“As you know, contextual ads have been around for ages,” Chow said during his talk. “But you also know they’re typically limited to a pretty shallow understanding of actual context.”
Chow said they used machine learning to overcome the shortcomings that have hindered “contextual” advertising in the past. The search giant worked with The Guardian’s creative development team to place ads in the recipes section of the publisher’s website. They had to teach machines to identify meals in the photos of recipes as either “sweet” or “savory.” Then the ads for Google Home Mini, the voice-activated speaker, would change depending on the context. The ads were “built dynamically, in real time as the site loads,” Chow said.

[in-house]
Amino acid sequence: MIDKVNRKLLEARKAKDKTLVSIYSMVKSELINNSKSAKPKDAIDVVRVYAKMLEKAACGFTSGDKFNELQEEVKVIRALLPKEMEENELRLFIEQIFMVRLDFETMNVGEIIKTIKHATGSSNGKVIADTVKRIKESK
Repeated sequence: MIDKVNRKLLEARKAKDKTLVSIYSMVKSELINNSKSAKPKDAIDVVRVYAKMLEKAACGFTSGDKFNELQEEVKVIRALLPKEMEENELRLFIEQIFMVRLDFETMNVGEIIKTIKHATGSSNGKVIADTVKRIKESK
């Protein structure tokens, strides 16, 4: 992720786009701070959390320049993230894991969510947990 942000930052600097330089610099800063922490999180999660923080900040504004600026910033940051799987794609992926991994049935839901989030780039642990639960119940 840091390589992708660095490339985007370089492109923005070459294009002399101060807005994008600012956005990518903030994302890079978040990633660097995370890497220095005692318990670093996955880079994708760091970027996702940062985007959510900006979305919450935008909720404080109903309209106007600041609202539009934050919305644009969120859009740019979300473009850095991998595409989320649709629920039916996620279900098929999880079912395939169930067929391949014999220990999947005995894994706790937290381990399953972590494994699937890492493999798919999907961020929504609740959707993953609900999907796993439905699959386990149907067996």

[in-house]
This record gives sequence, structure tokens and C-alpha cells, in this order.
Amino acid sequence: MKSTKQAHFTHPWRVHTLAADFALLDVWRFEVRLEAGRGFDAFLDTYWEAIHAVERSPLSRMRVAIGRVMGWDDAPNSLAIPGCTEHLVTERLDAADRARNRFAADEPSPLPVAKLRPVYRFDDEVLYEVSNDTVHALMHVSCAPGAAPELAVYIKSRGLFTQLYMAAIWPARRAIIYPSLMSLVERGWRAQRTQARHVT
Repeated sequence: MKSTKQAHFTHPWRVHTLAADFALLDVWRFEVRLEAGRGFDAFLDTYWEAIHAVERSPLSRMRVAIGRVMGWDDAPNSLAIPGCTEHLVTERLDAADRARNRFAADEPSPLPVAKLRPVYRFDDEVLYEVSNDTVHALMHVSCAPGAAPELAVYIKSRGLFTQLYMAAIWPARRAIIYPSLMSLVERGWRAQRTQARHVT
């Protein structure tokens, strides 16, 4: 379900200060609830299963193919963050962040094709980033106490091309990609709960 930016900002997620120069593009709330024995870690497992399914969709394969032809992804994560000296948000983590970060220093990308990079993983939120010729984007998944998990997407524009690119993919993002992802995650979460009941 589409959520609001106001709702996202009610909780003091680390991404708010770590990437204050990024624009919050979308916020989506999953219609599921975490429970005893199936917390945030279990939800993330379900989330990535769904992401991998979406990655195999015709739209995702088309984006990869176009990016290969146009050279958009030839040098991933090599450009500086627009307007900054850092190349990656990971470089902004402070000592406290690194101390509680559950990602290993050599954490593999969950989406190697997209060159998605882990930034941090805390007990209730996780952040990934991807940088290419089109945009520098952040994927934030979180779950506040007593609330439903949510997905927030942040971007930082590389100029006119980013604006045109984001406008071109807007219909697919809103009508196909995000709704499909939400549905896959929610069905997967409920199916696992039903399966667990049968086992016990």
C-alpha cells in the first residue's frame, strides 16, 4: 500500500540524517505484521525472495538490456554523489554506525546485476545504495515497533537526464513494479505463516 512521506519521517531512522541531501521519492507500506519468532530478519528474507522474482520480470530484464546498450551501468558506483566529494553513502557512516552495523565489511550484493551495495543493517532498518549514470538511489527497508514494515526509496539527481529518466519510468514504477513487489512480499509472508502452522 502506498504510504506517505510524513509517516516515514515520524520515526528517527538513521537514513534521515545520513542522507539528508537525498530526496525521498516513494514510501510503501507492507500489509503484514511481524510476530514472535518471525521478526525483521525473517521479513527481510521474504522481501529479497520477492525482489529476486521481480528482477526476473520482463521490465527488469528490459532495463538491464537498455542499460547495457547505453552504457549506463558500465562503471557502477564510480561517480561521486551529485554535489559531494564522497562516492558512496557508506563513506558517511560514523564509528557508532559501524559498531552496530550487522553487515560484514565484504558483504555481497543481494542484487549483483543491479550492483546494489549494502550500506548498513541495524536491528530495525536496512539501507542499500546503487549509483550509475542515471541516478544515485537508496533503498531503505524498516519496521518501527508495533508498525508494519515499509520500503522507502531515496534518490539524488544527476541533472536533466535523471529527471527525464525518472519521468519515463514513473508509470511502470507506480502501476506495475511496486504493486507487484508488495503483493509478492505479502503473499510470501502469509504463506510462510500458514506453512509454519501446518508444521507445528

Google as a company hasn’t always been so “pro contextual ad.” In fact, earlier this month the company issued a defense of more highly personalized ads, saying that they generate greater value for publishers. Google has warned against eliminating internet tracking altogether, since data and targeted ads are the backbone of its advertising business. Google’s ad technology powers advertising on millions of websites.
In a report this month, Google said it studied ads that used cookies, which are the files that websites use to track consumer behavior online, and ads without cookies. It claimed that ads without cookies generated half as much money for publishers.